The UI is a mess, though. The EPG software was obviously written by a different department from the rest, the font and colours are totally different. The difference is most apparent when you set up a timer event from the EPG.

It also forces you to back out before you can go to a different function. For instance you can't go straight from the recording list to the EPG, you have to drop back to TV viewing first.

It also has a big problem with series links when recording. It will very often record the repeat of the same episode later in the week, which can create overlaps you can only fix by deleting the program and setting it up again from the EPG.

To be fair this may be a Freeview data issue rather than specific to this recorder, but it's annoying and makes me think they don't really know what they're doing.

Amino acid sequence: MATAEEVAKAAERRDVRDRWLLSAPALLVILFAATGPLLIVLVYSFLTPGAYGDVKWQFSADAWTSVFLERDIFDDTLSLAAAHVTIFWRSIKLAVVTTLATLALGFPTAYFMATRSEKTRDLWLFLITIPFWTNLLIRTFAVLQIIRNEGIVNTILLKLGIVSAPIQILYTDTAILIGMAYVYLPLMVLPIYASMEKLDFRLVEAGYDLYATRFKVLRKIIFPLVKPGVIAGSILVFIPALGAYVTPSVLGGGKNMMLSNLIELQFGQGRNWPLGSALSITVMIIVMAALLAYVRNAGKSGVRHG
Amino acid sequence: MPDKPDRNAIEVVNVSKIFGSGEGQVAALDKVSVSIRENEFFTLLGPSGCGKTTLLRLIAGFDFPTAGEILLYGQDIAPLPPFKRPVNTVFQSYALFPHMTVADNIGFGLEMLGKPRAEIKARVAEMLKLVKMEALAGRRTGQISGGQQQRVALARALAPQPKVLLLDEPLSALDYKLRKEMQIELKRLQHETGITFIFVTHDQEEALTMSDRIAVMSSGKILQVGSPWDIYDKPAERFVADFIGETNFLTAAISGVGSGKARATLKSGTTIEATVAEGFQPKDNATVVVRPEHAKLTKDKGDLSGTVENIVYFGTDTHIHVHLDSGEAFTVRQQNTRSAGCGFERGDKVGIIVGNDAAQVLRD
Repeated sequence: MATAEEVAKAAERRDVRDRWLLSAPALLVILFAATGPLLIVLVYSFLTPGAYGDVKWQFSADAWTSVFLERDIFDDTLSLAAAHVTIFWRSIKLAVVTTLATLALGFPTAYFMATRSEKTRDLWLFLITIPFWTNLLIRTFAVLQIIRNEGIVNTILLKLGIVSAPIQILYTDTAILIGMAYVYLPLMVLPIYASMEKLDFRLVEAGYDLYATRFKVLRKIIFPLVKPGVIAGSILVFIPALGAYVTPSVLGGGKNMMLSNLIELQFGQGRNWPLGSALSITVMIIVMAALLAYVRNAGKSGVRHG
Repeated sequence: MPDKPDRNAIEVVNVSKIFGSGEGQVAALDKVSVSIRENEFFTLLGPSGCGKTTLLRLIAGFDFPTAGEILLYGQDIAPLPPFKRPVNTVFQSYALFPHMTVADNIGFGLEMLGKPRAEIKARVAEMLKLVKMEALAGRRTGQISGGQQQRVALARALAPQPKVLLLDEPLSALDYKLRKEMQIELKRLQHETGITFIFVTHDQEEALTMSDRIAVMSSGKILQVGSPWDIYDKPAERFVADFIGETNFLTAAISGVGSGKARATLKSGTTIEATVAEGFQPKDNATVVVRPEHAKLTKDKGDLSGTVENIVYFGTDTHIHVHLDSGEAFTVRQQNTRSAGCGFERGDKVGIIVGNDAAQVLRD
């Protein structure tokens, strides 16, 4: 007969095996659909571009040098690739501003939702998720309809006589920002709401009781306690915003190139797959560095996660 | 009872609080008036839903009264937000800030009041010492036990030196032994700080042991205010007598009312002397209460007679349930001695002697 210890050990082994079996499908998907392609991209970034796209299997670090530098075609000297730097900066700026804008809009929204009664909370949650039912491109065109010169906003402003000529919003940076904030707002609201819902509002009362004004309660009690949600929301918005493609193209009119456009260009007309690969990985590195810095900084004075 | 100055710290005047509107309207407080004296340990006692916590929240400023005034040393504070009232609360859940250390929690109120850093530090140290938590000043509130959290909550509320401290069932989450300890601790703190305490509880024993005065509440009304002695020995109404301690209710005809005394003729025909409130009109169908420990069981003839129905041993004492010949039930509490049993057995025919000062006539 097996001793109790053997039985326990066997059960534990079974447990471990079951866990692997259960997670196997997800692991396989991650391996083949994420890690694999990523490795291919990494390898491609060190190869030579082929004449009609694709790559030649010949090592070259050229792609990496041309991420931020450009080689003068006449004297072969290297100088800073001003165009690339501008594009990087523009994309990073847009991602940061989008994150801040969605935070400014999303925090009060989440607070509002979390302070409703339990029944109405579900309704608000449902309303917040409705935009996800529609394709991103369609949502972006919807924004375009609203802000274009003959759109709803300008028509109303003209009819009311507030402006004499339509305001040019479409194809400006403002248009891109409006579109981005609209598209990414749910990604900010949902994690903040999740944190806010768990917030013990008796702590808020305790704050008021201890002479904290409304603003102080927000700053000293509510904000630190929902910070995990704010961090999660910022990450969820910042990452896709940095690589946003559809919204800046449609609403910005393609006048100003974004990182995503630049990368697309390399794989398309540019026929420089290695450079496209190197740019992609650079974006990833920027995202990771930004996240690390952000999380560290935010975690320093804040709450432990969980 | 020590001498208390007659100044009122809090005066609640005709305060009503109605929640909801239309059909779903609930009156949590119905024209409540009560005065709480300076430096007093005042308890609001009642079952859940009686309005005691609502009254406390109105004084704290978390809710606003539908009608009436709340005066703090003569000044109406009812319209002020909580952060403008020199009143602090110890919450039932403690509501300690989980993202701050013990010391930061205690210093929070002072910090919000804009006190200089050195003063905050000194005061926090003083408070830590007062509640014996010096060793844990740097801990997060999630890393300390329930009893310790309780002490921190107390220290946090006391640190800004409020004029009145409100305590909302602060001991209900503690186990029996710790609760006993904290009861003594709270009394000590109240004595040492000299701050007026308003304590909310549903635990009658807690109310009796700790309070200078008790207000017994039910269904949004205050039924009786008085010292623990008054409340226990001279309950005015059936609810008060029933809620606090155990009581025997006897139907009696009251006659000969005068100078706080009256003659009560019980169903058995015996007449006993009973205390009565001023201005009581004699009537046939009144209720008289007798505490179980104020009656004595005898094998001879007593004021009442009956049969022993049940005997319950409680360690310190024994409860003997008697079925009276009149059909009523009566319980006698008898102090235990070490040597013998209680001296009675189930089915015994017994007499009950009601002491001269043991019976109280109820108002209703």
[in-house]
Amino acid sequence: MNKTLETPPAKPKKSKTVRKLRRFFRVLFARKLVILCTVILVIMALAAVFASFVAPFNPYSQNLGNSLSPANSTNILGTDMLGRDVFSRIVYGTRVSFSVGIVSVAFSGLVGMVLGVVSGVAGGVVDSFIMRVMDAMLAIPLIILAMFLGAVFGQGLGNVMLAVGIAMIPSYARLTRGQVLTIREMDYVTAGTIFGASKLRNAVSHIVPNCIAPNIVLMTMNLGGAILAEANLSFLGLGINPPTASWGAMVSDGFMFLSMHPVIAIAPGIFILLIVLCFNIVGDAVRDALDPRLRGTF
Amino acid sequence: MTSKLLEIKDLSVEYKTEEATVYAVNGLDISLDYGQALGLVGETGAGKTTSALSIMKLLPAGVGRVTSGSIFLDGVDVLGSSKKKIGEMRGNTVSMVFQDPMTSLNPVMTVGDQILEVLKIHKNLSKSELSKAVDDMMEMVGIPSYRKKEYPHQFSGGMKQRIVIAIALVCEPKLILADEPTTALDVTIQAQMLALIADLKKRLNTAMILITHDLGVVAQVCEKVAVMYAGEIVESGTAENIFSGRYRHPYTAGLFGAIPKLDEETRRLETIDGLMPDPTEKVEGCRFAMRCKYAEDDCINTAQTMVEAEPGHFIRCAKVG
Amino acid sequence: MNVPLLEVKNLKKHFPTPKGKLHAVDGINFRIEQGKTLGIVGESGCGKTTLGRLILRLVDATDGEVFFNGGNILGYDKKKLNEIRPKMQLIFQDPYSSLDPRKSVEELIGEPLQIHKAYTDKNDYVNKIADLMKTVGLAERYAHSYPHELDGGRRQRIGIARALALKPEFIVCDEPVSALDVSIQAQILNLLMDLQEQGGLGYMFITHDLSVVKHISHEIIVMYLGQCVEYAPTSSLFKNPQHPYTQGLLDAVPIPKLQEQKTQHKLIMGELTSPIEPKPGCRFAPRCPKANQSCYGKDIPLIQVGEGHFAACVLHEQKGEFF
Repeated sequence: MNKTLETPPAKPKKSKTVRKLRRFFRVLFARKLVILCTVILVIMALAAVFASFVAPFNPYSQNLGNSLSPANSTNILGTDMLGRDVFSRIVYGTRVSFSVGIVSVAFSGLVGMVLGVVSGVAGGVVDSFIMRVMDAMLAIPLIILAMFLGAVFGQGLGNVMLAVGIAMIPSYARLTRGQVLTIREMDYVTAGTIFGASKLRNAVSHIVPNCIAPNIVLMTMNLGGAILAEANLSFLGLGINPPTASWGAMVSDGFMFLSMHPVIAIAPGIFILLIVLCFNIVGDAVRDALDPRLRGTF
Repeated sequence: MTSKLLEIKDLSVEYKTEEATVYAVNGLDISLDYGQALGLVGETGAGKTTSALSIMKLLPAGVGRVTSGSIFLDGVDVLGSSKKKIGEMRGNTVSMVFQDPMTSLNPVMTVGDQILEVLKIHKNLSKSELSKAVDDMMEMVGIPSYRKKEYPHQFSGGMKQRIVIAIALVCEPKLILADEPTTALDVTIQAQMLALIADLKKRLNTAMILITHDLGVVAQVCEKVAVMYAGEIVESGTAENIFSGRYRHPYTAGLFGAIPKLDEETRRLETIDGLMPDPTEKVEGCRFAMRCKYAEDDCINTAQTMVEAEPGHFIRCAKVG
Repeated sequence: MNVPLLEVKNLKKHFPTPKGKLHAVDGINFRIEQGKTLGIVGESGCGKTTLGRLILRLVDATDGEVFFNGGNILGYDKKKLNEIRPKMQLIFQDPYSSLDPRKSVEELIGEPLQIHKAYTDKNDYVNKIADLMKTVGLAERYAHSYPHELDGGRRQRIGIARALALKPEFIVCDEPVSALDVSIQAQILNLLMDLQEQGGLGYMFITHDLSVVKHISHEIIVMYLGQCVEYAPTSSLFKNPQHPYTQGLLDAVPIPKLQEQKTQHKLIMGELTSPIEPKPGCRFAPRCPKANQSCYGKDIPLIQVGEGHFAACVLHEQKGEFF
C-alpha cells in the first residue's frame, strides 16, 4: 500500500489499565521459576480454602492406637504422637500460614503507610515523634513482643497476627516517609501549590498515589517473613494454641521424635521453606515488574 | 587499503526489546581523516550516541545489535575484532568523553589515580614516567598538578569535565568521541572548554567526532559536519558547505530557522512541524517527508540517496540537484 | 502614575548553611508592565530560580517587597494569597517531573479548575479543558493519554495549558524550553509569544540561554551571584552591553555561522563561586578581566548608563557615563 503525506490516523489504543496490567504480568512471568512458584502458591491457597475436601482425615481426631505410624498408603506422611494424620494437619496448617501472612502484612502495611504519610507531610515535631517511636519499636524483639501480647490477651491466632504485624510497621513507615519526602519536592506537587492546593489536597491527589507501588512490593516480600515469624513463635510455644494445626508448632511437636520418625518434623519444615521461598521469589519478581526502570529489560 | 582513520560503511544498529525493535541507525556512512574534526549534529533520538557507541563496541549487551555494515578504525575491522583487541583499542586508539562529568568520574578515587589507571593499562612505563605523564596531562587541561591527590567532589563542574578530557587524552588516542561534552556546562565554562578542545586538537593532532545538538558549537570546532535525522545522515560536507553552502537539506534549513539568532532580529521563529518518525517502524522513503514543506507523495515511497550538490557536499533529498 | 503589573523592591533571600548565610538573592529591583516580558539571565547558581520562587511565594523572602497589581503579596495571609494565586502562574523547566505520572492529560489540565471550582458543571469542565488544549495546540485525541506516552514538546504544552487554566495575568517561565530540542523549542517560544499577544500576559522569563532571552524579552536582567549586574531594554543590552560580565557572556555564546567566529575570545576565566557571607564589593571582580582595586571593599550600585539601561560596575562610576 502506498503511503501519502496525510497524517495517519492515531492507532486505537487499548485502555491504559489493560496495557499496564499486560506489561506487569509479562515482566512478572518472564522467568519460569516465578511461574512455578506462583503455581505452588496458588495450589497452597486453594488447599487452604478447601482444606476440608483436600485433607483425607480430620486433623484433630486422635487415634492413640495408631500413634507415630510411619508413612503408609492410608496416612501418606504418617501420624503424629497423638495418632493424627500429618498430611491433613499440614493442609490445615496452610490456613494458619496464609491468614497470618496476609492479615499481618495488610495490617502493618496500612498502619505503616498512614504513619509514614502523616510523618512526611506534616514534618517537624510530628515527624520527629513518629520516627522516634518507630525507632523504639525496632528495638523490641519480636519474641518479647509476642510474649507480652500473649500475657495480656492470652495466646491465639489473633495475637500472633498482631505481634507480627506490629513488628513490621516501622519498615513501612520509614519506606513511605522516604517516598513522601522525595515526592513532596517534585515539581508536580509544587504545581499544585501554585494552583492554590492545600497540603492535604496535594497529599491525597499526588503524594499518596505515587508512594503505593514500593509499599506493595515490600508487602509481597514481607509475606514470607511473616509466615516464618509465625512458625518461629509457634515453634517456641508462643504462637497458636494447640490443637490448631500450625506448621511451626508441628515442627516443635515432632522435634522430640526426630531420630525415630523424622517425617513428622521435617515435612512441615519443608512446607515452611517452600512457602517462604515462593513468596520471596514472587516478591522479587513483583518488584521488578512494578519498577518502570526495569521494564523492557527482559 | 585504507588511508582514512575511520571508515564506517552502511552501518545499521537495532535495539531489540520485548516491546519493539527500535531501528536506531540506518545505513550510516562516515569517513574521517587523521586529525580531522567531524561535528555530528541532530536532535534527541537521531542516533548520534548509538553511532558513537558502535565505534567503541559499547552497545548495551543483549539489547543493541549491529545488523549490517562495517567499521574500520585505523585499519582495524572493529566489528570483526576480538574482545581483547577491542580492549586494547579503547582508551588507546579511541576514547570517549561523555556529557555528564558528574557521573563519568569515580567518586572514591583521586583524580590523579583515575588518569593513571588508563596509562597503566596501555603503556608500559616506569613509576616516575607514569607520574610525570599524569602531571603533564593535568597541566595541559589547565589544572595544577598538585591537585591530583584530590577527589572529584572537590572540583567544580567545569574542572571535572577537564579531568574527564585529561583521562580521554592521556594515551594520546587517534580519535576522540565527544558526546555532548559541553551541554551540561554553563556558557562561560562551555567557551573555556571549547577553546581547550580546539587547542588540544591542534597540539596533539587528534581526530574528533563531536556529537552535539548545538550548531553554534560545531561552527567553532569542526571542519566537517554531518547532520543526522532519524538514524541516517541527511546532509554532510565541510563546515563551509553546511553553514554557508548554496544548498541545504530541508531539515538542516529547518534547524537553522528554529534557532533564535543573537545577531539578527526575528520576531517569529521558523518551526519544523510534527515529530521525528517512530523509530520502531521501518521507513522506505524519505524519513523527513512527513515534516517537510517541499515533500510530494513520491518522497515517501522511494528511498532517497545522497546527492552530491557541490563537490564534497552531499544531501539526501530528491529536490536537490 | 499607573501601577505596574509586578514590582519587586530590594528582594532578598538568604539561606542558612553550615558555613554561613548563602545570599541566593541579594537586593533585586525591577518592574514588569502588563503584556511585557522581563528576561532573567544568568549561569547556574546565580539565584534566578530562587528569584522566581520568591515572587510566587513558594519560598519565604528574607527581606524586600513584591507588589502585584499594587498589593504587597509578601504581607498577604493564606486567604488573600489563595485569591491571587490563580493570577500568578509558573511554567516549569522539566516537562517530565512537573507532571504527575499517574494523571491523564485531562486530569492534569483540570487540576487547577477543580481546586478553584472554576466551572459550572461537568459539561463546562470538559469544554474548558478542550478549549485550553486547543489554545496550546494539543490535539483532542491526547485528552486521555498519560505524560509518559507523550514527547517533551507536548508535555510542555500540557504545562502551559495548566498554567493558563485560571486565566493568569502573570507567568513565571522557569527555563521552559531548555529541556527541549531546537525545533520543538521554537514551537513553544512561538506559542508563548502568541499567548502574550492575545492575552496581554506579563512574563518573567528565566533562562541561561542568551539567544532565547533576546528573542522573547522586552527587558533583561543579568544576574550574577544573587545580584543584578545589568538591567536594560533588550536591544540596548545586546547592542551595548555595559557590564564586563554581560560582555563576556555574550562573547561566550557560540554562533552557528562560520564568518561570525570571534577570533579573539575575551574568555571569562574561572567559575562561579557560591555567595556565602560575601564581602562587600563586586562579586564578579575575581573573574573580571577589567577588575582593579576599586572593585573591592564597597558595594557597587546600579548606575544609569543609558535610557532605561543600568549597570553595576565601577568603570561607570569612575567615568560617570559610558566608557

Ste 2

February 11, 2009, 8:29 pm

Will this upscale over component, or only via HDMI?

Andrew Robb

March 3, 2009, 10:05 pm

The Sony RDR-HXD890 must be considered a DVD recorder with an added hard disc. Unlike a Humax PVR9200T, it is NOT a digital PVR as it does not record the original digital data. Just like a DVD recorder, the picture is converted from digital to analogue and then back from analogue to digital. The built-in digital encoder is no match for those used by TV stations. This has severe consequences:

- Recorded picture quality is never quite as good as live picture quality (even at HQ+).